Do immature Christians think false things? Yes. If you want to precise William, believers were saved when Christ paid for their sins at Calvary. The sovereign, free Holy Spirit applies that work in time after the cross. What genuine, if confused believers, confess is one thing. What they actually believe is something else.

      I was an Arminian for a time. I was also a believer. I know Arminian believers whose personal faith, I think, contradicts their confession. Further, the Reformed have never said that there are no believers even in Rome. We’ve always called them to come it and be separate.

      All the Reformed came out of Rome. Were they, every one of them, unregenerate until they came out of Rome? How are you not doing exactly what Fries is doing, trying to pinpoint the moment of regeneration when our Lord Jesus clearly says it is a mystery.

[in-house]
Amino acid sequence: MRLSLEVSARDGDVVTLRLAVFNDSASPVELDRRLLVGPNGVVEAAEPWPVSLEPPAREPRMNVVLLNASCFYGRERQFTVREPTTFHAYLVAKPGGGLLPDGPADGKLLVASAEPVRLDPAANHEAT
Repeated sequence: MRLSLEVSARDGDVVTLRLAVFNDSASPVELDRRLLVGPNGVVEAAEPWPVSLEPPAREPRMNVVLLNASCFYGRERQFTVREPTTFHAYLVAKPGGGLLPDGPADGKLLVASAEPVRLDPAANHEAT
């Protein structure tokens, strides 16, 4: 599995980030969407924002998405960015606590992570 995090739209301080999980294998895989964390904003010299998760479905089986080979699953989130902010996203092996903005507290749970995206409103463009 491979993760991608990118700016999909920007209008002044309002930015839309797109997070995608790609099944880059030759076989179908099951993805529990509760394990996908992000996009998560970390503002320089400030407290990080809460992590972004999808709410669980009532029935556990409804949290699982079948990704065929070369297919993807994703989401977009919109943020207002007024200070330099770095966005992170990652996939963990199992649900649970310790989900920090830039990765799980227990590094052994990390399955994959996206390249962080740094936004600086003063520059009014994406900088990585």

I’m distinguishing between the preceptive/revealed will and the secret providence of God. We know the former, we do not know the latter except after the fact. The plain facts are that God the Spirit has sometimes used Balaam’s Ass and his modern successors to call his elect to true faith.

      Following the preceptive will of God we who believe ought to join ourselves to true churches, i.e., those with the marks of the true church (Belgic Confession art. 29), the pure preaching of the gospel, the pure administration of the sacraments, and the use of church discipline even as we recognize the freedom of the Spirit to do as he wills without consulting us.